President's Commentary: Security in the Maritime Realm
All elements of the military play a crucial role in maintaining peace and security, and all domains are challenged by a diverse set of adversaries. Given this understanding, the maritime domain faces unique challenges that could conceivably hamper efforts in other domains and areas of vital national interest. Necessary resources must be provided and appropriate capabilities developed.
One measure of national power is economic strength. The world has evolved into a global economy whereby international trade is a critical concern. About 71 percent of the Earth’s surface is covered by water, and more than 90 percent of the world’s trade moves by sea. Consequently, the health of both the U.S. economy and the larger global economy are dependent on the uninterrupted flow of maritime commerce. The international sea lanes must remain open to freedom of navigation so this extensive international trade, which underpins the global economy, can continue free and unbroken. In geostrategic terms, the threat facing maritime stability and international economic stability is global and requires a broader and heightened U.S. maritime presence.
In the Indo-Pacific region, China—with its aggressive and lawless actions in the South China Sea—requires increased attention. While China is not yet an international maritime power, it is developing maritime military capabilities at an alarming pace with a growing ability to strongly influence commerce and the geopolitical environment in the increasingly contentious Indo-Pacific region.
This budding superpower has shown continuous and blatant disregard for international agreements, laws and longtime norms of conduct on the high seas. China has made and staked sovereign claims, often without basis in either a historical or legal context, of vast reaches of ocean far from its shores. It uses coercion, aggression and influence operations to shape the region’s geopolitical posture.
Other threats pose a challenge to maritime peace and security as well. Reminiscent of the Cold War era, Russia has begun flexing its muscles again with new naval fleet construction and increasingly aggressive and threatening actions in the Baltic region, including unlawful ship seizures in the Sea of Azov/Black Sea area as well as the Eastern Mediterranean. Its aggressive behavior is of particular concern to the Baltic states.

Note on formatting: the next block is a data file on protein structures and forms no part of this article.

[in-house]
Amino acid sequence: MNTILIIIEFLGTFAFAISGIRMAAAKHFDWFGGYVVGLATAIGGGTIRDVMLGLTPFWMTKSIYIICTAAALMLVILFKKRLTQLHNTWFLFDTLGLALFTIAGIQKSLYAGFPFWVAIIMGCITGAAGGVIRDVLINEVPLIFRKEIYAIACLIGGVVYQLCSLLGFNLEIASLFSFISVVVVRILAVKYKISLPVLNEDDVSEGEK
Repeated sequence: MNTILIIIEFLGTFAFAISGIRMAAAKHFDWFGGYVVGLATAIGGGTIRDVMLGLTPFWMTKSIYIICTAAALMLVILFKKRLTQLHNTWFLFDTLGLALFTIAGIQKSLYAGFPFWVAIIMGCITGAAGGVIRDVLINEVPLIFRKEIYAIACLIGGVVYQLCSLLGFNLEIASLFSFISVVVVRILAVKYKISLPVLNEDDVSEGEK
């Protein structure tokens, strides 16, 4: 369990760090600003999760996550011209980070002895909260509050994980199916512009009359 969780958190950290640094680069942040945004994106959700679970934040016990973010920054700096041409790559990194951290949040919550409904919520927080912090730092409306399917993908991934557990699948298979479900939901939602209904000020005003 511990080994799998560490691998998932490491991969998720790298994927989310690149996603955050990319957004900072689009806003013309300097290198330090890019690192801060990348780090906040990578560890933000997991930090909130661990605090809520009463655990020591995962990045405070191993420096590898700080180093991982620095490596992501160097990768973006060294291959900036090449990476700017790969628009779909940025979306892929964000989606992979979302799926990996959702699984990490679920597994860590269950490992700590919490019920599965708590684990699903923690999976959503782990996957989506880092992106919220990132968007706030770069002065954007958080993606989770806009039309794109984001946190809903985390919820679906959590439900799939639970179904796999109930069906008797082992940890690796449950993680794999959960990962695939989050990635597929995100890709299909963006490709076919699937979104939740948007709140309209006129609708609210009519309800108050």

Iran remains a belligerent maritime actor in the Persian Gulf, Straits of Hormuz and Gulf of Oman region. And piracy provides a continuous challenge at strategic choke points around the world.
In our own hemisphere, we see the emergence of Russian and Chinese influence as they pursue political and military relationships with the countries of Central America and the southern hemisphere. One only has to recall Cuba in the late 1950s and early 1960s to get an appreciation for Russia’s strategic designs. Looking to the polar regions, it is evident that Russia and China have focused covetous eyes on these territories, and they are applying resources to shape their claims and rights. Further, sea-based drug and human trafficking continue to plague the world. A heightened capability to police these activities is a national security imperative.
Amidst this setting, the United States remains the single greatest guarantor of international maritime security. With the threat picture rapidly changing and new responses needed, shortcomings in naval forces must be eliminated and the maritime forces must quickly adapt to a dynamic and uncertain future.
To meet the current and reemerging threats, our naval forces need to expand the number of appropriately manned and autonomous ships, planes, submarines and supporting capabilities. Improvements that support maritime operations are not limited to surface or undersea realms. Maritime forces need investment in a C4ISR architecture that is diverse and resilient and that fosters varied means of information exchange among forces. We must develop anti-access/area-denial capabilities that ensure our forces can navigate and maneuver wherever and whenever needed. And, at the core of maritime forces, there must be a well-trained and highly skilled workforce.
We must reverse the recent quantitative decline in naval capability that has reduced the fleet to fewer than 290 ships. The current budgeted shipbuilding and aircraft program needs to be expanded. There must be a collective commitment from government and industry to improve and help our maritime forces grow and innovate.
Physical presence counts. An old mentor once said, “When it comes to national security, virtual presence equals literal absence.” Often, showing the flag aboard a U.S. naval combatant is enough to send a strong message and ease a tense situation.
Above all, the maritime services must have a consistently funded budget that meets national and maritime needs and priorities. The freedom of maritime navigation is what underpins global economic prosperity.